I don't think I've seen a buyer with mortgage-backed financing enter a sales contract in over two years without the "subject to appraisal" in the contract.
I'm not sure I understand what you are asking here...

A contract with a bump/kick clause could also be contingent on financing, or subject to appraisal, but could also be a cash buyer with no appraisal contingency.

In other words, you don't typically have a bump clause for just financing, but you could. That is unrelated to whether the offer is contingent on financing or not.

You can have an offer that is contingent on financing that doesn't have a bump clause/right to continue to market. Most, in fact, are this way.
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Old 10-03-2014, 05:05 PM
 
Location: South Texas
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No worries. Just wasn't sure how you were using the term "bump" but re-read your post #3 which I now interpret meaning to "increase the bid or offer" for the property.

Don't think I've ever heard my realtor friends and associates ever use that term. They all tend to use the term "contingency clause" to cover a variety of situations that have a related dependency or event.

Semantics and all that stuff.
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Old 10-03-2014, 05:07 PM
 
Location: Boise, ID
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Quote:
Originally Posted by TexasDillo View Post
No worries. Just wasn't sure how you were using the term "bump" but re-read your post #3 which I now interpret meaning to "increase the bid or offer" for the property.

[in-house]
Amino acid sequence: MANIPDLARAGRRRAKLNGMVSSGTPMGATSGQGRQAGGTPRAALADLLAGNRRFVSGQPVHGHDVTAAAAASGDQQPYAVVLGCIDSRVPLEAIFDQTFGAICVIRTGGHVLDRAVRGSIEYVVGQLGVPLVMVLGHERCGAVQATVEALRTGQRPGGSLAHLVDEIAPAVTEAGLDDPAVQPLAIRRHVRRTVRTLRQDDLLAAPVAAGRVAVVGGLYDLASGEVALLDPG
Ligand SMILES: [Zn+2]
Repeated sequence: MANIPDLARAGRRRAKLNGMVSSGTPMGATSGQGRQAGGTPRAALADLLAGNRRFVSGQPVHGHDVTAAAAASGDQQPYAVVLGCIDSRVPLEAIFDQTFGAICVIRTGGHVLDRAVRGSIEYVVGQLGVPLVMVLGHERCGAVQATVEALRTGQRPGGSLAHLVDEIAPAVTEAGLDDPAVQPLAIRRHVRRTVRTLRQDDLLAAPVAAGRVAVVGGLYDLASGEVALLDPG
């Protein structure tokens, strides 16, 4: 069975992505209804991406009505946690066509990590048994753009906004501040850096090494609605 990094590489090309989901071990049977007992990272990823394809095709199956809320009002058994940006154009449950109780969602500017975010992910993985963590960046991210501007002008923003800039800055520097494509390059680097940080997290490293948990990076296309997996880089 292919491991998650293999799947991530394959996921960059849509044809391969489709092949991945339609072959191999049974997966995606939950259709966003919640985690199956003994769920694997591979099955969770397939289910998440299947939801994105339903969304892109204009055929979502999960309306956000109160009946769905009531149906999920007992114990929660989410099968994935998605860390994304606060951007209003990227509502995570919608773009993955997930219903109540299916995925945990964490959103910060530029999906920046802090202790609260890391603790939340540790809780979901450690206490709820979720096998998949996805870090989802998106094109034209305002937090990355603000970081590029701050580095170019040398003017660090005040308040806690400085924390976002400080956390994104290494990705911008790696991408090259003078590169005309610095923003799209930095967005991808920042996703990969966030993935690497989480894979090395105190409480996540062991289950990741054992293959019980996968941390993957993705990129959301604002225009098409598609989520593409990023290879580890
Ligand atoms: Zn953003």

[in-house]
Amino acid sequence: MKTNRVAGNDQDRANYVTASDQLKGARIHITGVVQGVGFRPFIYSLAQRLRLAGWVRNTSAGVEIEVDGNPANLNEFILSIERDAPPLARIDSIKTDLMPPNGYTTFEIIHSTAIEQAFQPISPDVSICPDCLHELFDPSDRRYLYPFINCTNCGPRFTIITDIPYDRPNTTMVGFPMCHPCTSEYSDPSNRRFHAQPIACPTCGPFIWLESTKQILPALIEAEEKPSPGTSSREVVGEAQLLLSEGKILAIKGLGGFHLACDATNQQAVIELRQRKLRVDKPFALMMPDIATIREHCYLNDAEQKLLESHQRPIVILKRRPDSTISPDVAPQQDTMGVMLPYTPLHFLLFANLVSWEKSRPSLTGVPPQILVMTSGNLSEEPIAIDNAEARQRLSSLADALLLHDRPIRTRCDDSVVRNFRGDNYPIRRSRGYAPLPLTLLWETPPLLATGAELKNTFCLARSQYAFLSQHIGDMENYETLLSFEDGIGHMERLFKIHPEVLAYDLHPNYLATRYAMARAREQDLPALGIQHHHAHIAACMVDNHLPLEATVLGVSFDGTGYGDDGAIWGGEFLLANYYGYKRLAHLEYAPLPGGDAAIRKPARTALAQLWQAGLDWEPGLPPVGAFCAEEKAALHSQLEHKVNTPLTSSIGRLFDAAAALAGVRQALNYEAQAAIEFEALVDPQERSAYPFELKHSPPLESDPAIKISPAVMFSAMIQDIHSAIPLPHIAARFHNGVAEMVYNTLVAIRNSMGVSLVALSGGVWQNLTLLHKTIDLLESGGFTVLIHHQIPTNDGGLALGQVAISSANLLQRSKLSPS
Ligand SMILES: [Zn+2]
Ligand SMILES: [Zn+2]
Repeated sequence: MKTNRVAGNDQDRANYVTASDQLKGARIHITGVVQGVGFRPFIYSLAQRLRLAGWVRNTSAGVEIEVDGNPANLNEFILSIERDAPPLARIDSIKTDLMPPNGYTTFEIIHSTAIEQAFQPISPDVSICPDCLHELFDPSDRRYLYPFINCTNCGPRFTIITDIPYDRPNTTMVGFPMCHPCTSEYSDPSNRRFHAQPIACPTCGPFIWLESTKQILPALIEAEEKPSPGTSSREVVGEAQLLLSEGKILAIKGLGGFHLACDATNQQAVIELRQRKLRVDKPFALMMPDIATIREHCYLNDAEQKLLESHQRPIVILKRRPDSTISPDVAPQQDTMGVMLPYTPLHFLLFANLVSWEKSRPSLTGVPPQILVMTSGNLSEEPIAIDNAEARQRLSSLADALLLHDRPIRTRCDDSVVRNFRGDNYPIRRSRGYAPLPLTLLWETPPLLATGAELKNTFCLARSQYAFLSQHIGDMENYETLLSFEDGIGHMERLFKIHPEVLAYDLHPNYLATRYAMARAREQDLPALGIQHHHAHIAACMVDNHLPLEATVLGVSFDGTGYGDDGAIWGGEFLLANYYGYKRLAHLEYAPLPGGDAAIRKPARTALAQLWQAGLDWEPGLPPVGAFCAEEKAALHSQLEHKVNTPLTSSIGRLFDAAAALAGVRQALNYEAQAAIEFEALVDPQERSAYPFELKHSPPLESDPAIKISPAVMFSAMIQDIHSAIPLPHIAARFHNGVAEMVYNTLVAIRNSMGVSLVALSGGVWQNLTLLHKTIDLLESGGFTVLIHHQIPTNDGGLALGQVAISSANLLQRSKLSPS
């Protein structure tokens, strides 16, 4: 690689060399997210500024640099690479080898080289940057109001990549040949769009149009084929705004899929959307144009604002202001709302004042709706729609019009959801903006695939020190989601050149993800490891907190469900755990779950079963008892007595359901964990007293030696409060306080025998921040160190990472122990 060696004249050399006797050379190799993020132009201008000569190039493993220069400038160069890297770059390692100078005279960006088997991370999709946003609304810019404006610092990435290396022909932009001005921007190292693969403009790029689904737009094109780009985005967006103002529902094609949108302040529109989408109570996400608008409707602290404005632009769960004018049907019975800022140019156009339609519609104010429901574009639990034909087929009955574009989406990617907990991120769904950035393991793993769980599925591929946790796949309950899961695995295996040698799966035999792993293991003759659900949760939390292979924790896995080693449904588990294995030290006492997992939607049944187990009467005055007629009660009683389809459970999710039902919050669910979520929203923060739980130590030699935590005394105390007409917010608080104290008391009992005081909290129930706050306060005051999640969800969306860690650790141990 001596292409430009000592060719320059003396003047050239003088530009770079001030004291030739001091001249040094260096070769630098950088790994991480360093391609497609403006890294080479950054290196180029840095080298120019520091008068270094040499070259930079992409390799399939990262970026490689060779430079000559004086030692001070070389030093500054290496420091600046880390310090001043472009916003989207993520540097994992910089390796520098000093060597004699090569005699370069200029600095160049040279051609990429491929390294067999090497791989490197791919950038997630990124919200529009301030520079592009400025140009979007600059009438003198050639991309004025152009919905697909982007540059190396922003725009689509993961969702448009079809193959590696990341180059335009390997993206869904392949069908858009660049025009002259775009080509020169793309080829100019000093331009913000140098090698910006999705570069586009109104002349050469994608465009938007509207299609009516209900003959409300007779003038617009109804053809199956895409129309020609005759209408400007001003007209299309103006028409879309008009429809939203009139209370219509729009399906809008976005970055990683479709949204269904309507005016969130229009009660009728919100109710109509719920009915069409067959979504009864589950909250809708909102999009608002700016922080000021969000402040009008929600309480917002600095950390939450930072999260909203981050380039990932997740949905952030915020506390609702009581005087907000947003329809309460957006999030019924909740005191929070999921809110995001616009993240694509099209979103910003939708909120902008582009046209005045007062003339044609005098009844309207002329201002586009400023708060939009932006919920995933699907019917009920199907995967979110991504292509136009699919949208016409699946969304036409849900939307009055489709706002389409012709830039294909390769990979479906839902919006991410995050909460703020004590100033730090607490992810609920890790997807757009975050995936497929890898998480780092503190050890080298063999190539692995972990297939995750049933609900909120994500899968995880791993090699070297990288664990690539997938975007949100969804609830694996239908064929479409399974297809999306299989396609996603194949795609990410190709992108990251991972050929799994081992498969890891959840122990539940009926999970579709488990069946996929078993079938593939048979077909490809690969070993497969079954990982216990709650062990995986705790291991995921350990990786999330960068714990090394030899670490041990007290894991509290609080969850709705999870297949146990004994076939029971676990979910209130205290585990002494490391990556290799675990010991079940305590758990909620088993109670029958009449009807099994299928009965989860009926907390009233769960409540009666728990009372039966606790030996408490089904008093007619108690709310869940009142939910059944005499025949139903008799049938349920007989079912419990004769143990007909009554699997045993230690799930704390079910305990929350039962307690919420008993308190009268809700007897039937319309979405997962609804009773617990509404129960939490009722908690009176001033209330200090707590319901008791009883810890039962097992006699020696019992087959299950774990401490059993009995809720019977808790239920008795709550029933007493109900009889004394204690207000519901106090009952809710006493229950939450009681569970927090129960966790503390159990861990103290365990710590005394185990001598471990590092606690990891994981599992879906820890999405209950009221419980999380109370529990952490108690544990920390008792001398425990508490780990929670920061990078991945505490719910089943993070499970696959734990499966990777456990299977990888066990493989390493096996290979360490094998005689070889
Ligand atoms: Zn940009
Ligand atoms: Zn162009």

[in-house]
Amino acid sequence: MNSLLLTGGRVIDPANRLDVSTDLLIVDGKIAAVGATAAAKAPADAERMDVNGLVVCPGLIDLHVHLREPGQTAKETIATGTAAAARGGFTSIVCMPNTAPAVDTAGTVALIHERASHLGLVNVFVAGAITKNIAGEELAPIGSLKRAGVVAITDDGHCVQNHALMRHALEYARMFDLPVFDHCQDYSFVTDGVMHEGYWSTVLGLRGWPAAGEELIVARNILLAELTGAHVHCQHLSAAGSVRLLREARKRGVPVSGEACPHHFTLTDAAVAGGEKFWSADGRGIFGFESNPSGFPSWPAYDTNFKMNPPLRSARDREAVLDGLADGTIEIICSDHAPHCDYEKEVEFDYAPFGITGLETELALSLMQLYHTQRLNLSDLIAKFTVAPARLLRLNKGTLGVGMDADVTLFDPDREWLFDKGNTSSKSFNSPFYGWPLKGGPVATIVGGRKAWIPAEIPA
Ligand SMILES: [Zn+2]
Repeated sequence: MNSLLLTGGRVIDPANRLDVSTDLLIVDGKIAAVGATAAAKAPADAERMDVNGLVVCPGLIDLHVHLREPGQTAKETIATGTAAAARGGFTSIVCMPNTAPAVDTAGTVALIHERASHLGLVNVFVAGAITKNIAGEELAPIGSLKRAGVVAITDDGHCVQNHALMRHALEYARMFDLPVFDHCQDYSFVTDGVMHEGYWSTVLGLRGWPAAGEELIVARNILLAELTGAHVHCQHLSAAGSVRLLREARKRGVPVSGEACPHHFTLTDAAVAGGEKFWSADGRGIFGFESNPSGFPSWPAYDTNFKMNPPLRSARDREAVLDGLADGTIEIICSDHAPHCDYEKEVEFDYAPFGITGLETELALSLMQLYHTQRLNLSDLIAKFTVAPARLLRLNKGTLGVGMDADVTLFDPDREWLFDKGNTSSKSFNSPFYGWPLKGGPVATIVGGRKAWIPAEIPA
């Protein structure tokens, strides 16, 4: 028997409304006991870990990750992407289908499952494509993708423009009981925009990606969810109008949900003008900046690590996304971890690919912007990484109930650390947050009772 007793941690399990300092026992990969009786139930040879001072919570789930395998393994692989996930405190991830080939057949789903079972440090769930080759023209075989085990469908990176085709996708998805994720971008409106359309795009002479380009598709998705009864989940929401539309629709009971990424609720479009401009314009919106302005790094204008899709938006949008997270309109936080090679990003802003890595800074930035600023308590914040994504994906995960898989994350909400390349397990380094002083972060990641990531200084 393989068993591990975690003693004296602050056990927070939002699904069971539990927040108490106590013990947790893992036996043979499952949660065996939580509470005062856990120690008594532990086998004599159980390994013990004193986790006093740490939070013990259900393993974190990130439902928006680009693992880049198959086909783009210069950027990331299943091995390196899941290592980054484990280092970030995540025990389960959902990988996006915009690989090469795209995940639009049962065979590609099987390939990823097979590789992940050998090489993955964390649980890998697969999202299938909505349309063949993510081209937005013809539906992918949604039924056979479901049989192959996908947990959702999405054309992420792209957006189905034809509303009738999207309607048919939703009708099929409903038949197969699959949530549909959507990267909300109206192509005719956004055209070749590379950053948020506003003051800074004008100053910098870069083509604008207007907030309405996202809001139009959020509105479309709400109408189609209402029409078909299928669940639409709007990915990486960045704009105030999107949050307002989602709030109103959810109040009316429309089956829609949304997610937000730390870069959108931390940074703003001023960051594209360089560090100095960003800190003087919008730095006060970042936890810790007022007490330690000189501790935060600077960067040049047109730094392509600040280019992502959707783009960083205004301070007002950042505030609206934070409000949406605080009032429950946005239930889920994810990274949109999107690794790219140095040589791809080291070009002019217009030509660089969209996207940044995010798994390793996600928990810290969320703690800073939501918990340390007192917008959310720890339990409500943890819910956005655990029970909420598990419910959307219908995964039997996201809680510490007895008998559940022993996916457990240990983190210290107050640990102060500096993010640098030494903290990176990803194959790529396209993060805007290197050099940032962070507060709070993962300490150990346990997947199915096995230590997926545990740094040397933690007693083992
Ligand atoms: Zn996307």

Don't think I've ever heard my realtor friends and associates ever use that term.

Semantics and all that stuff.
not exactly

A bump clause is the same as a kickout clause or a right to continue to market clause. It means you can "bump" the first offer aside and take a different deal that comes along, if the first offer isn't able to remove their contingency. In other words, you have an offer with a bump clause, and a better offer comes along. You give the first offer 3 days to remove their contingency (whatever it was) or step aside (aka be bumped).
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Old 10-03-2014, 05:09 PM
 
Location: Boise, ID
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I think you might be thinking of an escalation clause. That is when the buyer says "I will offer 1% more than your next highest offer" or whatever, stating that they are willing to pay more than another other bid you get.
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Old 10-03-2014, 08:20 PM
 
Location: South Texas
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Originally Posted by Lacerta View Post
I think you might be thinking of an escalation clause.
No.
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Old 10-03-2014, 10:44 PM
 
Location: El Dorado Hills, CA
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It's used mostly for when there is a contingency for the buyers to sell their home. IF another offer comes in, the seller can ask the buyer to remove that particular Contingency. If buyer doesn't, then the seller can cancel that contract and accept the new offer.